Brain Natriuretic Peptide Shows Promise as Biomarker in Group 1 PAH

Blood pressure gauge, hypertension
Blood pressure gauge, hypertension
There was a significant relationship between brain natriuretic peptide levels and mortality in patients with group 1 pulmonary arterial hypertension.

Patients with group 1 pulmonary arterial hypertension (PAH) were shown to have brain natriuretic peptide (BNP) levels that correlated with right heart catheterization, a measure typically used to define the disease, according to the results of a study published by Diseases.

Measurements of simultaneously obtained BNP levels and right heart catheterization in patients with group 1 PAH (n=138) were retrospectively reviewed and examined for correlations between the 2 variables.

Of the study participants, the highest disease classification distribution was idiopathic PAH (n=54) and connective tissue disease-related PAH (n=54). Patients also had portal hypertension and PAH that was induced by drugs or toxins, was related to congenital heart disease, was heritable, or was related to HIV.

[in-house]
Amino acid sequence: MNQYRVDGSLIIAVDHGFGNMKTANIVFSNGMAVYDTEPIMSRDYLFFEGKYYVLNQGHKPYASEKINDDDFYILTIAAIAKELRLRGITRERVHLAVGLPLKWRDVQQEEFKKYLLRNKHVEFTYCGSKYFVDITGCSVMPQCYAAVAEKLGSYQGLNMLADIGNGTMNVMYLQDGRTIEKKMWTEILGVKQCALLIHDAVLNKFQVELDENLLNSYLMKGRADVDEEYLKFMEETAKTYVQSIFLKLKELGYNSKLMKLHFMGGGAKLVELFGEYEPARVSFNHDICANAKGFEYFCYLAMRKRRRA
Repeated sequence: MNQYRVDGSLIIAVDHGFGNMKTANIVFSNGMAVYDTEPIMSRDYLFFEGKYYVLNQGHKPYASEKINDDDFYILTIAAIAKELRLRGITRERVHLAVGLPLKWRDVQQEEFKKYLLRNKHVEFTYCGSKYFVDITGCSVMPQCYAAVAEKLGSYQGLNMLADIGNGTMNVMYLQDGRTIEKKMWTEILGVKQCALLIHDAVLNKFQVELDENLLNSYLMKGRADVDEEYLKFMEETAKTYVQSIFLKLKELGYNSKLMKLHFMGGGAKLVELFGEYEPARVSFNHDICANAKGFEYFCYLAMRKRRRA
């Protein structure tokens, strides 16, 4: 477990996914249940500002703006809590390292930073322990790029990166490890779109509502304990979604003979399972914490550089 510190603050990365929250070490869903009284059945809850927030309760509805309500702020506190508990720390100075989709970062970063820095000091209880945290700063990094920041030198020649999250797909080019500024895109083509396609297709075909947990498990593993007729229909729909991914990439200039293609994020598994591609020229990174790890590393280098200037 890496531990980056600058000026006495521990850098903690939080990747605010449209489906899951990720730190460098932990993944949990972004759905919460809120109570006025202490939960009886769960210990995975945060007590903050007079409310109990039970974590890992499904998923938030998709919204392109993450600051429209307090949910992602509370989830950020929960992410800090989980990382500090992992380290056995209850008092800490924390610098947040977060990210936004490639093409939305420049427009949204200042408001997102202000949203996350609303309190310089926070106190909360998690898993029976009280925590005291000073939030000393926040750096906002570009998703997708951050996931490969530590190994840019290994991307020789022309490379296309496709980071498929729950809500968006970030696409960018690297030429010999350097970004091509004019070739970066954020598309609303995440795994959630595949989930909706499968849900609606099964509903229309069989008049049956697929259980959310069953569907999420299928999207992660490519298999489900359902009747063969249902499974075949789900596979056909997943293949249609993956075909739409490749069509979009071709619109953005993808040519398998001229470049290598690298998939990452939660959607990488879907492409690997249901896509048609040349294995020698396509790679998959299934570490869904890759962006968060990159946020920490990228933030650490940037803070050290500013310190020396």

The mean BNP level for all patients was 405.9±443.1 pg/mL. There was a significant relationship between BNP level and mortality. Moreover, the natural log of the BNP levels showed significant positive correlations with right atrial pressure, mean pulmonary artery pressure, and pulmonary vascular resistance, and showed negative correlations with both cardiac output and cardiac index.

The study authors wrote, “This study provides supportive evidence of a more prominent role for BNP levels in the monitoring of [patients with] PAH.”

They also added, “[A]ny elevation in BNP was associated with worse survival; therefore, it may serve as an indicator of poorer outcomes. As such, any elevation in BNP in group 1 PAH may be clinically significant.”

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Helgeson SA, Imam JS, Moss JE, Hodge DO, Burger CD. Comparison of brain natriuretic peptide levels to simultaneously obtained right heart hemodynamics in stable outpatients with pulmonary arterial hypertension. Diseases. 2018;6:33.

This article originally appeared on The Cardiology Advisor